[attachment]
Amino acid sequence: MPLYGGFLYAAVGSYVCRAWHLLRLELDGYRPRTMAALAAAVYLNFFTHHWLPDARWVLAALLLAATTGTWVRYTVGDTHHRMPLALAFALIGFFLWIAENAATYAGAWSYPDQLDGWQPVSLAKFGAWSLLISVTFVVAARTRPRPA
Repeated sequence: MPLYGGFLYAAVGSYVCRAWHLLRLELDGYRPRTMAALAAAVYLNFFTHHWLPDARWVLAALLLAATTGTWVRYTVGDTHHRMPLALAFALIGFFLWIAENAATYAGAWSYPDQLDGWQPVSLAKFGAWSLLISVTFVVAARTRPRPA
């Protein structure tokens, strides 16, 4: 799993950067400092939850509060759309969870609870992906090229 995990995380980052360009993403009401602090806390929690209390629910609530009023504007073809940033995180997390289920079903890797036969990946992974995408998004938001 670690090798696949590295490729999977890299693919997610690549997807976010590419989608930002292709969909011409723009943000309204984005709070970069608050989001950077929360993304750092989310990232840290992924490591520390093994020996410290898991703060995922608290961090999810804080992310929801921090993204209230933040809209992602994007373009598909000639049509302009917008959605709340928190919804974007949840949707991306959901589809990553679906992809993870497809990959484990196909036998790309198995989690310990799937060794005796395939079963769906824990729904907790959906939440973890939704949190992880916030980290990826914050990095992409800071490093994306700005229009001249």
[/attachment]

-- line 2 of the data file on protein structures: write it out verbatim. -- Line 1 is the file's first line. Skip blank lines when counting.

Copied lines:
Repeated sequence: MPLYGGFLYAAVGSYVCRAWHLLRLELDGYRPRTMAALAAAVYLNFFTHHWLPDARWVLAALLLAATTGTWVRYTVGDTHHRMPLALAFALIGFFLWIAENAATYAGAWSYPDQLDGWQPVSLAKFGAWSLLISVTFVVAARTRPRPA